Ballsy History

Episode Archive

Episode Archive

25 episodes of Ballsy History since the first episode, which aired on November 29th, 2020.

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    Episode 25: "The Childrens' Blizzard"

    June 3rd, 2021  |  Season 1  |  14 mins 57 secs
    blizzard, children, history, midwest, weather

    In this episode, we’ll learn about a terrible winter, and a surprise storm that caught many unaware in the US Midwest in 1888.

    At a time when finding out the pending weather wasn’t as easy as turning on the TV or opening an app, unexpected shifts could easily turn deadly.

    With a temperature that fell nearly 100 degrees in just 24 hours and snow that blinded, the sheer number of tragic stories is staggering. But there are acts of bravery that made a difference.

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    Episode 24: "The Tooth Mouse"

    May 18th, 2021  |  13 mins 34 secs
    fairy, fairytale, history, mouse, tooth fairy

    You need to begin in Europe to uncover the precursors to the Tooth Fairy. Many cultures, ancient and modern, have developed rituals around losing teeth. Interestingly, these rituals often echo actual burial customs in their respective societies.

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    Episode 23: "Which Witch Is Making Beer?"

    May 3rd, 2021  |  13 mins 8 secs
    beer, catholicism, history, witch

    Today on our show we’ll learn about female brewsters and the beer they created for religious ceremonies and as a practical beverage for the home. Their work dates all the way back to the stone age.

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    Episode 6888: Episode 22: "No Mail, Low Morale"

    April 13th, 2021  |  11 mins 38 secs
    black history, history, women's history, wwii

    Today on our show we’ll learn about the “Six Triple Eight”; the only all-female, all-Black, Army battalion during WWII.

    Facing a manpower shortage as well as growing pressure to give Black women a more active role in the war, the Army and the Women’s Army Corps (the WACs) formed the 6888th Central Postal Directory Battalion.

    They had a specific mission: to sort a two-year backlog of mail for Americans stationed in Europe. It was a daunting task.

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    Episode 21: "The Psychologist in Mr. Rogers' Neighborhood"

    April 5th, 2021  |  11 mins 55 secs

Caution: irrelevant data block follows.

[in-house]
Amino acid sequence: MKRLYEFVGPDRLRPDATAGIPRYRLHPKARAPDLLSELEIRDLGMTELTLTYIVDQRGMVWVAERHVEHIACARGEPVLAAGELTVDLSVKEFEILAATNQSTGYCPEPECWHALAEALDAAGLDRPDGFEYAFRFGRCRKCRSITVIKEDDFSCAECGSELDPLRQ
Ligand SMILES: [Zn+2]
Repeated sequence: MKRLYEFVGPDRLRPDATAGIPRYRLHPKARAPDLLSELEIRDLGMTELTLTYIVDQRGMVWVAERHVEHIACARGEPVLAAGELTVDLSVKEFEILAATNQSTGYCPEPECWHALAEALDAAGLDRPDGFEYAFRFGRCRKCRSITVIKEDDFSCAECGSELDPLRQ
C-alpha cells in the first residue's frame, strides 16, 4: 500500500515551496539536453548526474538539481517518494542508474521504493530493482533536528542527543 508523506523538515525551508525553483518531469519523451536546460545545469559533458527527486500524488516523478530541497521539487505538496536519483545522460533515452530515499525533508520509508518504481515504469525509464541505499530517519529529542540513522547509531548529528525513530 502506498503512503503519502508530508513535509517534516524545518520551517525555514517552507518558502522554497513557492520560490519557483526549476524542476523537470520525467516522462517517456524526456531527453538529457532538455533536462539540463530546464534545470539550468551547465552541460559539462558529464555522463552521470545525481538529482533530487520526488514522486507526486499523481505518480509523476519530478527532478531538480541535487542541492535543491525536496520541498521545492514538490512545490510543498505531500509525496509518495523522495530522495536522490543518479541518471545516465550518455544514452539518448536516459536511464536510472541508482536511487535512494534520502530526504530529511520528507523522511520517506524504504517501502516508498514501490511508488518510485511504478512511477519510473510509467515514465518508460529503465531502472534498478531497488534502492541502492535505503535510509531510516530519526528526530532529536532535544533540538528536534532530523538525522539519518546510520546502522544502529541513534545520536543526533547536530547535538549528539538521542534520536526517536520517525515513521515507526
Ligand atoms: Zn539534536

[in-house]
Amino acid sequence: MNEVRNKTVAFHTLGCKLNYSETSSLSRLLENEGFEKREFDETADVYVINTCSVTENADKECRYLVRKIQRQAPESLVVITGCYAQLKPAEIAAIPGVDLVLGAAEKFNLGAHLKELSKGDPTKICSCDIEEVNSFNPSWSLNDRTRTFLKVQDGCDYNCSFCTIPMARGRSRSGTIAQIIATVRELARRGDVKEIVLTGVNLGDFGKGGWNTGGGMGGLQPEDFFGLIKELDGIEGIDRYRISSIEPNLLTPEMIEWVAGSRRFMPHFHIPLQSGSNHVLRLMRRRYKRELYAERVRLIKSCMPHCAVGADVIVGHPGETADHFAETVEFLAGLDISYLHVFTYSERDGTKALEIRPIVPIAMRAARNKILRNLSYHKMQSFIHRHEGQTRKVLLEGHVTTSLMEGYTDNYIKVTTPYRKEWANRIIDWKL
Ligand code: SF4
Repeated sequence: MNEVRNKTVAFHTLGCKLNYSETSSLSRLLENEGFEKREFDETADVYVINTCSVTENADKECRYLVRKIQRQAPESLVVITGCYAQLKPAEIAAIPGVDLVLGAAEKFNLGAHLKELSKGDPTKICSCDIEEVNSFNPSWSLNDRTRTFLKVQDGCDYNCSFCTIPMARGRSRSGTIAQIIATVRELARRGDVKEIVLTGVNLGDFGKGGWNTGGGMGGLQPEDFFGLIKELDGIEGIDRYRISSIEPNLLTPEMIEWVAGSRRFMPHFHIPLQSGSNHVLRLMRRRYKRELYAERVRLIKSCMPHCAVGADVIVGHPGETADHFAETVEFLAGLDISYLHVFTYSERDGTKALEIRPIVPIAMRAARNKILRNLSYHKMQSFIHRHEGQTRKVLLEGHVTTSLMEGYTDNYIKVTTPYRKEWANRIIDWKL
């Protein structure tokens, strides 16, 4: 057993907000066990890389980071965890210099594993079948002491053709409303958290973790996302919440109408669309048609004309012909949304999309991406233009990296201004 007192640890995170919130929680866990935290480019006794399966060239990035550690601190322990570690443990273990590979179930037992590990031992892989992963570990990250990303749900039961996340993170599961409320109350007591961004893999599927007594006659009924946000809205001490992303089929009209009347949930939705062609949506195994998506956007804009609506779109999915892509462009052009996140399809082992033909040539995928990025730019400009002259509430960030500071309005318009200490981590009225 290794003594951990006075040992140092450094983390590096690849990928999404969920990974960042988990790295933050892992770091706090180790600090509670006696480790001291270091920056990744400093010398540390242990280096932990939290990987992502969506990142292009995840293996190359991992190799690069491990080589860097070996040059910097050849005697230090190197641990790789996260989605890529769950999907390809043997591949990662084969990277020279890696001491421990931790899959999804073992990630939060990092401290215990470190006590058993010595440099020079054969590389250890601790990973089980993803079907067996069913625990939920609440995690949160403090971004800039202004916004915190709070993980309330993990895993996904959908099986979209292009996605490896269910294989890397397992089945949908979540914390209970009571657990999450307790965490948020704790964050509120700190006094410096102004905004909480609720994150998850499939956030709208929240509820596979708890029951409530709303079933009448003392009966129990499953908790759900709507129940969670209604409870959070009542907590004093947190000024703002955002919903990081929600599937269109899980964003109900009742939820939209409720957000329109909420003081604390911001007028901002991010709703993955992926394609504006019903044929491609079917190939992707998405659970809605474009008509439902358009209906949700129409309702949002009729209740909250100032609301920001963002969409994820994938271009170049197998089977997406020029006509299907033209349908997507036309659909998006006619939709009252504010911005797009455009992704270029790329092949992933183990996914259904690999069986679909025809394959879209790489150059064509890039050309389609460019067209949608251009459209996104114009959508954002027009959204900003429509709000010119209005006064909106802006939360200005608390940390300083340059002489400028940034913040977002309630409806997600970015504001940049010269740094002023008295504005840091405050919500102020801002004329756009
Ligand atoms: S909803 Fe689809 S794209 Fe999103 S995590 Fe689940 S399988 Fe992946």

children, history, mr. rogers, pbs

    Today on our show we’ll learn about child psychologist Margaret McFarland who served as a mentor to Fred Rogers of the PBS children’s television program, “Mister Rogers’ Neighborhood”.

    Behind-the-scenes she worked as Roger’s chief consultant helping build a show that taught generations of children about kindness, make-believe, and love.

    In fact his book, “Mister Rogers Talks With Parents”, published in1983, was dedicated to McFarland.

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    Episode 20: "Operation Switcheroo 2021: The Brescia Church Explosion of 1769"

    April 1st, 2021  |  40 mins 23 secs
    disaster, fire, history

    If you Google “worst jobs” you’re going to see things like crime scene clean up and sewer diver, but compared to medieval bell ringer? At least sewer divers can be hosed down. Bell ringers had to be hosed off – like, every surface.

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    Episode 19: "The Great New England Vampire Panic"

    March 22nd, 2021  |  13 mins 4 secs
    dracula, history, new england, vampire, vampire panic

    Today on our show we’ll learn about The Great New England Vampire Panic which culminated in exhuming dead relatives in several rural towns and villages.

    Accusers, searching for vampires, rummaged around the bodies, removing hearts and generally dismantling the corpses, in the hopes of stopping their vampiric family members from draining another victim.

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    Episode 18: "Evil Tea Drinkers"

    March 15th, 2021  |  11 mins 4 secs
    england, history, ireland, tea

    Today on our show we’ll learn about a time when poor women drinking tea in Ireland was considered as terrible as if they were chugging down a bottle or whiskey.

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    Episode 17: "Dazzle Me, Red Windmill"

    March 12th, 2021  |  12 mins 22 secs
    can-can, history, monmartre, moulin rouge, paris, victorians